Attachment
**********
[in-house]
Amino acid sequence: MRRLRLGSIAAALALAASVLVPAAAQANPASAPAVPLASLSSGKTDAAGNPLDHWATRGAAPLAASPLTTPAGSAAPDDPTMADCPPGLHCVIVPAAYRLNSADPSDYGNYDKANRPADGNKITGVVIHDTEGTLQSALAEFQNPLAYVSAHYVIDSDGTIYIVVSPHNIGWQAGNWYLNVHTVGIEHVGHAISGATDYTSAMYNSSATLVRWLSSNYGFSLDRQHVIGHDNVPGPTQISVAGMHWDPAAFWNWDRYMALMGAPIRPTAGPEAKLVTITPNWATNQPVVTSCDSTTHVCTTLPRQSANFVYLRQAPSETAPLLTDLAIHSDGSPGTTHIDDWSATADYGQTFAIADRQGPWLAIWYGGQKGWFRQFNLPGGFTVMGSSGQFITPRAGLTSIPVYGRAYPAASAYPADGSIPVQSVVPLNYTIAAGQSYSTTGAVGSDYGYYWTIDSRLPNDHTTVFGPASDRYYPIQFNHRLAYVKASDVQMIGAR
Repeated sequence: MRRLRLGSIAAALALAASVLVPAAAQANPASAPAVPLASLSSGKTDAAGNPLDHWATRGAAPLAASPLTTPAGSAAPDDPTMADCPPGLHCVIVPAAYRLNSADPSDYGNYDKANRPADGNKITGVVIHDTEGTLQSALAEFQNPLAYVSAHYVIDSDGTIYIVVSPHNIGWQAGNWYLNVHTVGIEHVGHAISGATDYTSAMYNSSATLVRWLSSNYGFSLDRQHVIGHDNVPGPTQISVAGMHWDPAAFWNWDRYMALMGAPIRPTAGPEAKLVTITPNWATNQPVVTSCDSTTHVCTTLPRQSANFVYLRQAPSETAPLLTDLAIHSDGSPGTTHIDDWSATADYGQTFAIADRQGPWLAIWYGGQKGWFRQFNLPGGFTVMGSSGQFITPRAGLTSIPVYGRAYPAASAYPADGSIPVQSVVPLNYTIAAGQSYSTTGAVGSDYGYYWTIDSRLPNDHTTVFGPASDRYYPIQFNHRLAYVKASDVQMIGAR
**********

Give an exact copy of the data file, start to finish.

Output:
[in-house]
Amino acid sequence: MRRLRLGSIAAALALAASVLVPAAAQANPASAPAVPLASLSSGKTDAAGNPLDHWATRGAAPLAASPLTTPAGSAAPDDPTMADCPPGLHCVIVPAAYRLNSADPSDYGNYDKANRPADGNKITGVVIHDTEGTLQSALAEFQNPLAYVSAHYVIDSDGTIYIVVSPHNIGWQAGNWYLNVHTVGIEHVGHAISGATDYTSAMYNSSATLVRWLSSNYGFSLDRQHVIGHDNVPGPTQISVAGMHWDPAAFWNWDRYMALMGAPIRPTAGPEAKLVTITPNWATNQPVVTSCDSTTHVCTTLPRQSANFVYLRQAPSETAPLLTDLAIHSDGSPGTTHIDDWSATADYGQTFAIADRQGPWLAIWYGGQKGWFRQFNLPGGFTVMGSSGQFITPRAGLTSIPVYGRAYPAASAYPADGSIPVQSVVPLNYTIAAGQSYSTTGAVGSDYGYYWTIDSRLPNDHTTVFGPASDRYYPIQFNHRLAYVKASDVQMIGAR
Repeated sequence: MRRLRLGSIAAALALAASVLVPAAAQANPASAPAVPLASLSSGKTDAAGNPLDHWATRGAAPLAASPLTTPAGSAAPDDPTMADCPPGLHCVIVPAAYRLNSADPSDYGNYDKANRPADGNKITGVVIHDTEGTLQSALAEFQNPLAYVSAHYVIDSDGTIYIVVSPHNIGWQAGNWYLNVHTVGIEHVGHAISGATDYTSAMYNSSATLVRWLSSNYGFSLDRQHVIGHDNVPGPTQISVAGMHWDPAAFWNWDRYMALMGAPIRPTAGPEAKLVTITPNWATNQPVVTSCDSTTHVCTTLPRQSANFVYLRQAPSETAPLLTDLAIHSDGSPGTTHIDDWSATADYGQTFAIADRQGPWLAIWYGGQKGWFRQFNLPGGFTVMGSSGQFITPRAGLTSIPVYGRAYPAASAYPADGSIPVQSVVPLNYTIAAGQSYSTTGAVGSDYGYYWTIDSRLPNDHTTVFGPASDRYYPIQFNHRLAYVKASDVQMIGAR